U.S. office supply retailer Staples left the price of its offer for Corporate Express unchanged on Tuesday and said it plans to launch a hostile bid.
Netherlands-based Corporate Express, in turn, again rejected the unsolicited 2.5 billion euro ($3.7 billion) offer, saying the price "significantly undervalued" the company. The proposal is not in the best interests of its shareholders and other stakeholders, Corporate Express said.
Staples said it was disappointed that Corporate Express would not negotiate, adding it planned to submit a request for approval of its planned offer to the appropriate Netherlands authority before May 13.
"But in the meantime, we continue to hope to move this along in a consensual way with Corporate Express and its management team," said Staples spokesman Paul Capelli. "We continue to invite them to sit down with us."
Staples confirmed its intention to make a public offer for all the outstanding ordinary shares and American Depositary Shares issued by Corporate Express for a price of 7.25 euros per share. Staples will also make a public offer for the depositary receipts of preference shares A and convertible bonds, the company said.
Staples said its offer represents a premium of 33 percent to Corporate Express' closing share price on Feb. 18, the day before it initially made the bid. Since then, financing plans for the deal have progressed, the retailer said, with a bridge loan commitment from Lehman Brothers now shared equally by Bank of America and HSBC Bank.
The acquisition would allow Staples to cut costs, increase its global footprint and expand in the U.S., a fragmented market where Corporate Express generates about half its sales.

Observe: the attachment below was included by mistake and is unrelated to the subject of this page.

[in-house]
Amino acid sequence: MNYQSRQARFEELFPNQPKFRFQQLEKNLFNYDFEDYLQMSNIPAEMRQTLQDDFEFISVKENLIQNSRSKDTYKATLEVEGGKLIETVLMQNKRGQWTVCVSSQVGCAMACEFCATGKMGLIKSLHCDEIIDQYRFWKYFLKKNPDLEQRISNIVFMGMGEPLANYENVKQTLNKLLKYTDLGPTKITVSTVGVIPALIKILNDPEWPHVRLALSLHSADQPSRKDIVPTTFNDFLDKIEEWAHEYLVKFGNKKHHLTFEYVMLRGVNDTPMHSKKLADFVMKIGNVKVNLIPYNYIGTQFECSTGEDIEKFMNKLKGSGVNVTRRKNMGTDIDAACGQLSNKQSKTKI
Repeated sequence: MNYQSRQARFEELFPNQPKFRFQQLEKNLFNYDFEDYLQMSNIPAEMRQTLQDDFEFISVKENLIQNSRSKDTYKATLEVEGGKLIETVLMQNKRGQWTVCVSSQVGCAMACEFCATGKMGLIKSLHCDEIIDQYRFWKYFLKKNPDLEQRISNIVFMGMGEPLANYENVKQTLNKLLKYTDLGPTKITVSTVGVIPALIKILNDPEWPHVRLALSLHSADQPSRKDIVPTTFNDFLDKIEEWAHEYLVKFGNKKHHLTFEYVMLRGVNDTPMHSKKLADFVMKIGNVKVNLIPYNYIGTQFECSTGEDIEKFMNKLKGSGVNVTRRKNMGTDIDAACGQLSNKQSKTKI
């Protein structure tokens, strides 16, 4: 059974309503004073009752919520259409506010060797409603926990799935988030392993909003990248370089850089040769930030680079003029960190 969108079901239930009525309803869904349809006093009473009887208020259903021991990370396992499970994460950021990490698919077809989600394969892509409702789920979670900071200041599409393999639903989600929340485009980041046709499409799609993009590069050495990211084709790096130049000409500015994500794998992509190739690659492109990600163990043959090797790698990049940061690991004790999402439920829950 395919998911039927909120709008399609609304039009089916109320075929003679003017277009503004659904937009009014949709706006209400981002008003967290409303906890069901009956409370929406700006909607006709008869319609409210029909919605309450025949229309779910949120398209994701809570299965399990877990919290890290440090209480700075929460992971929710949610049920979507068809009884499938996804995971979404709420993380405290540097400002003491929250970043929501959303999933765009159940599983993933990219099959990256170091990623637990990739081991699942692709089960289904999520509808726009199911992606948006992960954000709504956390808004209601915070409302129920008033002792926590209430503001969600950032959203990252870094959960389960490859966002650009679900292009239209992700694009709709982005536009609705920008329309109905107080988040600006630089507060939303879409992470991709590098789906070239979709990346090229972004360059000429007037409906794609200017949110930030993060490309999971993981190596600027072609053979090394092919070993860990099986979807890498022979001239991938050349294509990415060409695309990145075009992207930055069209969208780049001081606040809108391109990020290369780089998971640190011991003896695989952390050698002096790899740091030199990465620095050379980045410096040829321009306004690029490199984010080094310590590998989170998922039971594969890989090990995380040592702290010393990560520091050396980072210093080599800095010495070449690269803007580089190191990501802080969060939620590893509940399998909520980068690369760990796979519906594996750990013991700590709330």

As business products supplier Corporate Express has no retail operations, a combination with Staples might face few regulatory hurdles, and with the health of the U.S. economy and U.S. white-collar jobs growth in doubt, an acquisition could allow both to benefit, as both have seen their share prices slump.
On Monday, Dutch brokerage Petercam recommended that investors sell Corporate Express shares, due to the risk that Staples could withdraw its takeover offer. In the current climate, Petercam analysts wrote, that could lead to a sharp drop in Corporate Express' share price.
Corporate Express is the latest in a series of Dutch companies to attract takeover bids, some after pressure from activist investors. Few government barriers to takeovers and a liberal Dutch corporate governance code have made them desirable targets.
Shares of Corporate Express had been trading below the offer price on speculation that Staples might withdraw its bid.
Analysts at Dutch brokerage Petercam said if the deal did not go ahead, Corporate Express' shares would likely drop sharply, given the current market turmoil.
Initially, there had been hopes for a sweetened offer to secure the acquisition.